11.

L. J. Chen and C. J. Tay, “Carrier phase component removal: a generalized least-squares approach,” J. Opt. Soc. Am. A 23(2), 435–443 (2006). [CrossRef] [PubMed]

12.

L. J. Chen and C. G. Quan, “Fringe projection profilometry with nonparallel illumination: a least-squares approach,” Opt. Lett. 30(16), 2101–2103 (2005). [CrossRef] [PubMed]

13.

W. S. Li, T. Bothe, C. von Kopylow, and W. Jüptner, “Evaluation methods for gradient measurement techniques,” Proc. SPIE 5457, 300–311 (2004). [CrossRef]

OCIS Codes
(120.2650) Instrumentation, measurement, and metrology : Fringe analysis
(120.5050) Instrumentation, measurement, and metrology : Phase measurement
(120.5700) Instrumentation, measurement, and metrology : Reflection
(120.6650) Instrumentation, measurement, and metrology : Surface measurements, figure

ToC Category:
Instrumentation, Measurement, and Metrology

History
Original Manuscript: July 2, 2012
Revised Manuscript: August 28, 2012
Manuscript Accepted: September 14, 2012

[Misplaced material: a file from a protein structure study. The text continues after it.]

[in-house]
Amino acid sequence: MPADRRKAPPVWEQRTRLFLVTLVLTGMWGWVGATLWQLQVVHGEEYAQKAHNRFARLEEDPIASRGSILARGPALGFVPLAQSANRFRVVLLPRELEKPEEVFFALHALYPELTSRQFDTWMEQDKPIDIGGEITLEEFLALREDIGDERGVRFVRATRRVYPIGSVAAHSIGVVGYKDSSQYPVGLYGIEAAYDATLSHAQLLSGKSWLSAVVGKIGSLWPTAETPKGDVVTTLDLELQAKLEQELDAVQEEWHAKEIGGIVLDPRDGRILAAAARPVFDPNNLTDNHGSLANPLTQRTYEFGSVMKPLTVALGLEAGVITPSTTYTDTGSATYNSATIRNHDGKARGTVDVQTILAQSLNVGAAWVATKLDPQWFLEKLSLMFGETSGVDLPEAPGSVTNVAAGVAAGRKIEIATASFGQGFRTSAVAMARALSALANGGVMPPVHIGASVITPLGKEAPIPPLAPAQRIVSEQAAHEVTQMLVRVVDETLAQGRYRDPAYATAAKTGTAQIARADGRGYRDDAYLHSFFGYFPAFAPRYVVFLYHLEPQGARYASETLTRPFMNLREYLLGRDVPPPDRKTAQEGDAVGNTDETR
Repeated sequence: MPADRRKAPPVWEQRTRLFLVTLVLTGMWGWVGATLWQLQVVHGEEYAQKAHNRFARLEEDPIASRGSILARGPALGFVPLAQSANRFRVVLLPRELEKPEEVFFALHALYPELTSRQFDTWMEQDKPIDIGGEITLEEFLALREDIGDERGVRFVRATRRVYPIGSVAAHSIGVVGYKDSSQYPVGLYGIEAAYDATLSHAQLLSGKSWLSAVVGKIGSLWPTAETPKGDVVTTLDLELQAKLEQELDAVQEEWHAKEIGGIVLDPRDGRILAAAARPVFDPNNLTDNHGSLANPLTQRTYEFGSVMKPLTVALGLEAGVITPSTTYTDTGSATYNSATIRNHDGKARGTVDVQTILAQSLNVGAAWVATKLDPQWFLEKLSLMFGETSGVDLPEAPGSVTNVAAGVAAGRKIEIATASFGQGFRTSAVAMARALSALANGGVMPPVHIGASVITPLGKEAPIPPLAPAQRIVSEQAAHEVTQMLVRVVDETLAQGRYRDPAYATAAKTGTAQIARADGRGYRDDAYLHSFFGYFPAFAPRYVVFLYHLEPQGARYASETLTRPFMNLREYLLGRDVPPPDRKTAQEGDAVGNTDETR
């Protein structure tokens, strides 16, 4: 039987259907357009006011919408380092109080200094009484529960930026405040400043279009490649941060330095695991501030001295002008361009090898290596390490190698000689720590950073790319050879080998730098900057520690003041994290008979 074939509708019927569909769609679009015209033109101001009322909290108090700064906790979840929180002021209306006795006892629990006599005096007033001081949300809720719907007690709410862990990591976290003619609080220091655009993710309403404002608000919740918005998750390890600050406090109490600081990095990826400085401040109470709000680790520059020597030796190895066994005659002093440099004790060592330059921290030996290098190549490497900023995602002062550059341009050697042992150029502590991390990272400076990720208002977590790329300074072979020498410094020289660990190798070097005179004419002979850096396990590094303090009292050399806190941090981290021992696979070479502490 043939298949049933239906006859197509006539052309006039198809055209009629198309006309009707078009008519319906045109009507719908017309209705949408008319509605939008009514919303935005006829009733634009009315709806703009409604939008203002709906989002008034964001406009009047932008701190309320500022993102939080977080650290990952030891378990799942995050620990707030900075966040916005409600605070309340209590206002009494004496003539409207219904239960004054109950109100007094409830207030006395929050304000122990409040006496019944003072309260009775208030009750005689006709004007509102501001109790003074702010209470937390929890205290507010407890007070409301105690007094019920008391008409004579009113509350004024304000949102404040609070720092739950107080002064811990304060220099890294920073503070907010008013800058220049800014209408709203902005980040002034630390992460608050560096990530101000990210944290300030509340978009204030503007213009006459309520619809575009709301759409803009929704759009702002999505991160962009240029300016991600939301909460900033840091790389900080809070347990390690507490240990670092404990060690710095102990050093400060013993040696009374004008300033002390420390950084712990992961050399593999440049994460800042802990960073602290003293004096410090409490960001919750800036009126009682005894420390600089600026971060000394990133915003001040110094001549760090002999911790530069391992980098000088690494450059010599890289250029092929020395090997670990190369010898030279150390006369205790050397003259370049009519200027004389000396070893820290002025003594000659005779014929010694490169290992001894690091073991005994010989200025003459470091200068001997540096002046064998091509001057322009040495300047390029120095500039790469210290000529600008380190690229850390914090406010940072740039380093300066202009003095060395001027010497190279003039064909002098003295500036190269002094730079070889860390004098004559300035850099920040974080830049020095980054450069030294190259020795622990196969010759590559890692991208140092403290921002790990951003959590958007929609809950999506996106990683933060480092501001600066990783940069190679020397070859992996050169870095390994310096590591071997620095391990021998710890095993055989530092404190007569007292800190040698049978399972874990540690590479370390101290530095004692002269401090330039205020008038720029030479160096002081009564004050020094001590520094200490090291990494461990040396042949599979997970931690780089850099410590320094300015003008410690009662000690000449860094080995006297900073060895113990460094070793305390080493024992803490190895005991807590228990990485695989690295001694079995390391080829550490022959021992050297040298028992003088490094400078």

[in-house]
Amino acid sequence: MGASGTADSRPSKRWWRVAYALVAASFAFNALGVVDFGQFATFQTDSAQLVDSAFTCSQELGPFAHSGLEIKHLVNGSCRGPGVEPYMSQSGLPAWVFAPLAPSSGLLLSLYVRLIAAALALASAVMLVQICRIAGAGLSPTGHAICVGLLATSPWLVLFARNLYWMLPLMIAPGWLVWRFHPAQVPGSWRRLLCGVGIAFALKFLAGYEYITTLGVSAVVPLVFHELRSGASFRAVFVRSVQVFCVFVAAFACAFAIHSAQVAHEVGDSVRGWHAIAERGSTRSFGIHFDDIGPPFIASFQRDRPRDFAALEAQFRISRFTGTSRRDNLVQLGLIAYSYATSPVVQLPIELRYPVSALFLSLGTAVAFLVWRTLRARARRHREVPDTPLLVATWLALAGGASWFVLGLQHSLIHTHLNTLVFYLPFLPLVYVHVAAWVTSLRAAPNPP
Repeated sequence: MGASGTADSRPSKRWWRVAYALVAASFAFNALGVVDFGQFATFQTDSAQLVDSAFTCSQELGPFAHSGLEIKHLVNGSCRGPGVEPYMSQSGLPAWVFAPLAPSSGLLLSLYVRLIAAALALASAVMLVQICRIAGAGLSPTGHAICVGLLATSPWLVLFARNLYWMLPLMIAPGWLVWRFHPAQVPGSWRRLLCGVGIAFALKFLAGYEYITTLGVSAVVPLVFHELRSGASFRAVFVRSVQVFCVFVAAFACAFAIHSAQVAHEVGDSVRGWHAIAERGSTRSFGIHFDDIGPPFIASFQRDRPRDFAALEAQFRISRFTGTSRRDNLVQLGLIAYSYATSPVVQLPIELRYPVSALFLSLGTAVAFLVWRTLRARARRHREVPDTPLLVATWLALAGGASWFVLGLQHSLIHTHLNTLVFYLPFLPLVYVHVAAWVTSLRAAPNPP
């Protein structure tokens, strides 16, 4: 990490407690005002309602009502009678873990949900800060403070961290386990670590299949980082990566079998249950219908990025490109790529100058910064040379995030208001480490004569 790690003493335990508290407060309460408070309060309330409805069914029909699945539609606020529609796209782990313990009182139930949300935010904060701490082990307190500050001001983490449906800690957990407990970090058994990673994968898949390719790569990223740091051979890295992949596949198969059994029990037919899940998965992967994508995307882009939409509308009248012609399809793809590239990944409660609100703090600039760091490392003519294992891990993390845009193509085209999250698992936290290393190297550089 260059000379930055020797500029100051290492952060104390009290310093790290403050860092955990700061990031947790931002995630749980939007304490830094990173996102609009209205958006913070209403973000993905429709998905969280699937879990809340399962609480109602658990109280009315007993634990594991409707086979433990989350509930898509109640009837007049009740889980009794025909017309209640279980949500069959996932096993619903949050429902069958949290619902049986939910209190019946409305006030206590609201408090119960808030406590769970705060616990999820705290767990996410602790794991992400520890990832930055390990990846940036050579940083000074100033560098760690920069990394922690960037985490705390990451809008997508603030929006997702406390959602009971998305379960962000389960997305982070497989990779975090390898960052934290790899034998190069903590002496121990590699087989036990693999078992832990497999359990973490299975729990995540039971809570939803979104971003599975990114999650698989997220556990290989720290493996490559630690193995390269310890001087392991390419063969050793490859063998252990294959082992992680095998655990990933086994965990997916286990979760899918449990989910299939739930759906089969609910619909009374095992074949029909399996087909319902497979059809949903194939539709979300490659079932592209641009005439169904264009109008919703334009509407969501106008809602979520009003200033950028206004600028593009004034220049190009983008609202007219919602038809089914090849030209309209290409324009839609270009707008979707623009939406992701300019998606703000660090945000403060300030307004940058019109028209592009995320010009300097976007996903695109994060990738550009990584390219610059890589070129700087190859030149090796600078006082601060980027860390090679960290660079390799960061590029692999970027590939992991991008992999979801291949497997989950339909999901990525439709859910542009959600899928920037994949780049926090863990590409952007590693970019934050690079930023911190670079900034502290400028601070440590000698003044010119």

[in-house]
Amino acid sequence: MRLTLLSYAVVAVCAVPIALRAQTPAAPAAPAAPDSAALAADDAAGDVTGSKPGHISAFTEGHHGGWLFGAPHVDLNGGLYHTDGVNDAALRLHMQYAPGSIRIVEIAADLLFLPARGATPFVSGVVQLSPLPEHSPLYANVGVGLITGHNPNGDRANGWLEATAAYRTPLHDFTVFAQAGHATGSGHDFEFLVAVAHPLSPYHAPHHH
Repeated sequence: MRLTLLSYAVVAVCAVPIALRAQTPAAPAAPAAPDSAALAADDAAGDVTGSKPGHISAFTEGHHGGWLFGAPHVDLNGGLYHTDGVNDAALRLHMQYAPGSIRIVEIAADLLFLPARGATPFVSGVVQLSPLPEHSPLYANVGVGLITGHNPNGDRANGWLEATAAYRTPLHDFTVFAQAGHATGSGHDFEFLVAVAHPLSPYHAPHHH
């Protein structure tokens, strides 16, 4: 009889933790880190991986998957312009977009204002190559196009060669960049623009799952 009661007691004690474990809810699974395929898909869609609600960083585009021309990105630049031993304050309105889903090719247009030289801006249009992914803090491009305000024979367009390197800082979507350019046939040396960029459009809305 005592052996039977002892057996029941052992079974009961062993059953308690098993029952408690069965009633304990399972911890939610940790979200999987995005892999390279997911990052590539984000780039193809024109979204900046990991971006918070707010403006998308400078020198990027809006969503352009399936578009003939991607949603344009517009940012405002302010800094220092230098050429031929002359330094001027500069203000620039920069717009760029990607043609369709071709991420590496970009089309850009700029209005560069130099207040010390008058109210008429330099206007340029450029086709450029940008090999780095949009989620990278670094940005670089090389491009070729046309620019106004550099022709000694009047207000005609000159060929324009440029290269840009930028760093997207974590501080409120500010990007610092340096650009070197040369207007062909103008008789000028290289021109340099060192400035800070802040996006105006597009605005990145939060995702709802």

Published: October 11, 2012

Citation
Lei Song, Huimin Yue, Hanshin Kim, Yuxiang Wu, Yong Liu, and Yongzhi Liu, "A study on carrier phase distortion in phase measuring deflectometry with non-telecentric imaging," Opt. Express 20, 24505-24515 (2012)
http://www.opticsinfobase.org/oe/abstract.cfm?URI=oe-20-22-24505


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References

  1. S. S. Gorthi and P. Rastogi, “Fringe projection techniques: whither we are,” Opt. Lasers Eng. 48(2), 133–140 (2010). [CrossRef]
  2. M. C. Knauer, J. Kaminski, and G. Häusler, “Phase measuring deflectometry: a new approach to measure specular free-form surfaces,” Proc. SPIE 5457, 366–376 (2004). [CrossRef]
  3. D. Pérard and J. Beyerer, “Three-dimensional measurement of specular free-form surfaces with a structured-lighting reflection technique,” Proc. SPIE 3204, 74–80 (1997). [CrossRef]